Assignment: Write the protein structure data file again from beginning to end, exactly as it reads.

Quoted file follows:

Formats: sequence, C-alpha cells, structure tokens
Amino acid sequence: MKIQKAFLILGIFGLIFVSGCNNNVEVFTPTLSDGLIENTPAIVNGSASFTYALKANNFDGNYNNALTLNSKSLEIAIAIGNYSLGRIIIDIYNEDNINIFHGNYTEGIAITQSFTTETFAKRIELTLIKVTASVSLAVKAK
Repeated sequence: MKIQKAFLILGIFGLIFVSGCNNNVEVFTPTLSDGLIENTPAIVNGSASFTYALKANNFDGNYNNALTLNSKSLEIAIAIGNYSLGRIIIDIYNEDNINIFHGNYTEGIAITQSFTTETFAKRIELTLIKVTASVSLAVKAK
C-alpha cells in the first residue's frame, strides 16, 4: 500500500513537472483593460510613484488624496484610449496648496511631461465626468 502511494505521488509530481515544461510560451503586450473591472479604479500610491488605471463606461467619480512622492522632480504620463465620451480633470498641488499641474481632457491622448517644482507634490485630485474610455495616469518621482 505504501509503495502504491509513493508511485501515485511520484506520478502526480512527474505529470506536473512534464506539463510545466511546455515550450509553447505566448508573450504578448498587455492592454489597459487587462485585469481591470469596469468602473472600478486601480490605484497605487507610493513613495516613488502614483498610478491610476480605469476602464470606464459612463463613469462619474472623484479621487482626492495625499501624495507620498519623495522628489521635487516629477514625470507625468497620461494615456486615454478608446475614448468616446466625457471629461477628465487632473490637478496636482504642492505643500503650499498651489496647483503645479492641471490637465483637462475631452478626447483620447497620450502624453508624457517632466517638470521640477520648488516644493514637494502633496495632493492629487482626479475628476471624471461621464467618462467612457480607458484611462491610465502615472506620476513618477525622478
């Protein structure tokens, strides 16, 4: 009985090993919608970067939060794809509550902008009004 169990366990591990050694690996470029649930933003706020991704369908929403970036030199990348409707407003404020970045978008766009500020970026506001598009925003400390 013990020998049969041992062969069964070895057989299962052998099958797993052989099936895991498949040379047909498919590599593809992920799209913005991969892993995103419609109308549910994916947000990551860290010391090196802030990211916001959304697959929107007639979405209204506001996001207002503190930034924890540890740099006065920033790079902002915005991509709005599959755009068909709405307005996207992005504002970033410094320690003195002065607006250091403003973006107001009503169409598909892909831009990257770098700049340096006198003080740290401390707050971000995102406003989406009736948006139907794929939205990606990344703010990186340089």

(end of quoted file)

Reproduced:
Formats: sequence, C-alpha cells, structure tokens
Amino acid sequence: MKIQKAFLILGIFGLIFVSGCNNNVEVFTPTLSDGLIENTPAIVNGSASFTYALKANNFDGNYNNALTLNSKSLEIAIAIGNYSLGRIIIDIYNEDNINIFHGNYTEGIAITQSFTTETFAKRIELTLIKVTASVSLAVKAK
Repeated sequence: MKIQKAFLILGIFGLIFVSGCNNNVEVFTPTLSDGLIENTPAIVNGSASFTYALKANNFDGNYNNALTLNSKSLEIAIAIGNYSLGRIIIDIYNEDNINIFHGNYTEGIAITQSFTTETFAKRIELTLIKVTASVSLAVKAK
C-alpha cells in the first residue's frame, strides 16, 4: 500500500513537472483593460510613484488624496484610449496648496511631461465626468 502511494505521488509530481515544461510560451503586450473591472479604479500610491488605471463606461467619480512622492522632480504620463465620451480633470498641488499641474481632457491622448517644482507634490485630485474610455495616469518621482 505504501509503495502504491509513493508511485501515485511520484506520478502526480512527474505529470506536473512534464506539463510545466511546455515550450509553447505566448508573450504578448498587455492592454489597459487587462485585469481591470469596469468602473472600478486601480490605484497605487507610493513613495516613488502614483498610478491610476480605469476602464470606464459612463463613469462619474472623484479621487482626492495625499501624495507620498519623495522628489521635487516629477514625470507625468497620461494615456486615454478608446475614448468616446466625457471629461477628465487632473490637478496636482504642492505643500503650499498651489496647483503645479492641471490637465483637462475631452478626447483620447497620450502624453508624457517632466517638470521640477520648488516644493514637494502633496495632493492629487482626479475628476471624471461621464467618462467612457480607458484611462491610465502615472506620476513618477525622478
């Protein structure tokens, strides 16, 4: 009985090993919608970067939060794809509550902008009004 169990366990591990050694690996470029649930933003706020991704369908929403970036030199990348409707407003404020970045978008766009500020970026506001598009925003400390 013990020998049969041992062969069964070895057989299962052998099958797993052989099936895991498949040379047909498919590599593809992920799209913005991969892993995103419609109308549910994916947000990551860290010391090196802030990211916001959304697959929107007639979405209204506001996001207002503190930034924890540890740099006065920033790079902002915005991509709005599959755009068909709405307005996207992005504002970033410094320690003195002065607006250091403003973006107001009503169409598909892909831009990257770098700049340096006198003080740290401390707050971000995102406003989406009736948006139907794929939205990606990344703010990186340089």